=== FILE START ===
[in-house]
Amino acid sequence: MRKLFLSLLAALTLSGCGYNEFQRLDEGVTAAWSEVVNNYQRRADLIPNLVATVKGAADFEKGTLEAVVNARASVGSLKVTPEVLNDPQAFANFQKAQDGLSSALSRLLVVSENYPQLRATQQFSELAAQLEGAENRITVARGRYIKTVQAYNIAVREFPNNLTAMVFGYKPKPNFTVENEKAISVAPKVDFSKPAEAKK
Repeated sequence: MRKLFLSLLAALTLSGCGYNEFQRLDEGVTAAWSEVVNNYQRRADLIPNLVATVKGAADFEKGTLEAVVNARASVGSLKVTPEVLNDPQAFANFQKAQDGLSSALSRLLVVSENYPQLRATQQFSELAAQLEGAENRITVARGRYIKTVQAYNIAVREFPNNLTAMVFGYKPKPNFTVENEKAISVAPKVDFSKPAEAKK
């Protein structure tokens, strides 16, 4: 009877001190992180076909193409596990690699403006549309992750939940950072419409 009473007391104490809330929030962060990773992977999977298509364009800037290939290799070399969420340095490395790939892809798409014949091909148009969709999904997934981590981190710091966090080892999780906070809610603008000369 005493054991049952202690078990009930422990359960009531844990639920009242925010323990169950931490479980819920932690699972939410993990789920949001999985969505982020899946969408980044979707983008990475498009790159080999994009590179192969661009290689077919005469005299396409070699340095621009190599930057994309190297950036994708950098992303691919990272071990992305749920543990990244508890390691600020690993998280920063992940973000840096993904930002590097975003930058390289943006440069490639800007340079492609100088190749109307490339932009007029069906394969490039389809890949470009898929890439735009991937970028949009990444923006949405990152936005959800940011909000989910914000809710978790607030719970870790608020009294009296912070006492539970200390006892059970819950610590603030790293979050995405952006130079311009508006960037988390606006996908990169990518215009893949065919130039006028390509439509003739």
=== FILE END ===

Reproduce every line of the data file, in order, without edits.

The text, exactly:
[in-house]
Amino acid sequence: MRKLFLSLLAALTLSGCGYNEFQRLDEGVTAAWSEVVNNYQRRADLIPNLVATVKGAADFEKGTLEAVVNARASVGSLKVTPEVLNDPQAFANFQKAQDGLSSALSRLLVVSENYPQLRATQQFSELAAQLEGAENRITVARGRYIKTVQAYNIAVREFPNNLTAMVFGYKPKPNFTVENEKAISVAPKVDFSKPAEAKK
Repeated sequence: MRKLFLSLLAALTLSGCGYNEFQRLDEGVTAAWSEVVNNYQRRADLIPNLVATVKGAADFEKGTLEAVVNARASVGSLKVTPEVLNDPQAFANFQKAQDGLSSALSRLLVVSENYPQLRATQQFSELAAQLEGAENRITVARGRYIKTVQAYNIAVREFPNNLTAMVFGYKPKPNFTVENEKAISVAPKVDFSKPAEAKK
């Protein structure tokens, strides 16, 4: 009877001190992180076909193409596990690699403006549309992750939940950072419409 009473007391104490809330929030962060990773992977999977298509364009800037290939290799070399969420340095490395790939892809798409014949091909148009969709999904997934981590981190710091966090080892999780906070809610603008000369 005493054991049952202690078990009930422990359960009531844990639920009242925010323990169950931490479980819920932690699972939410993990789920949001999985969505982020899946969408980044979707983008990475498009790159080999994009590179192969661009290689077919005469005299396409070699340095621009190599930057994309190297950036994708950098992303691919990272071990992305749920543990990244508890390691600020690993998280920063992940973000840096993904930002590097975003930058390289943006440069490639800007340079492609100088190749109307490339932009007029069906394969490039389809890949470009898929890439735009991937970028949009990444923006949405990152936005959800940011909000989910914000809710978790607030719970870790608020009294009296912070006492539970200390006892059970819950610590603030790293979050995405952006130079311009508006960037988390606006996908990169990518215009893949065919130039006028390509439509003739």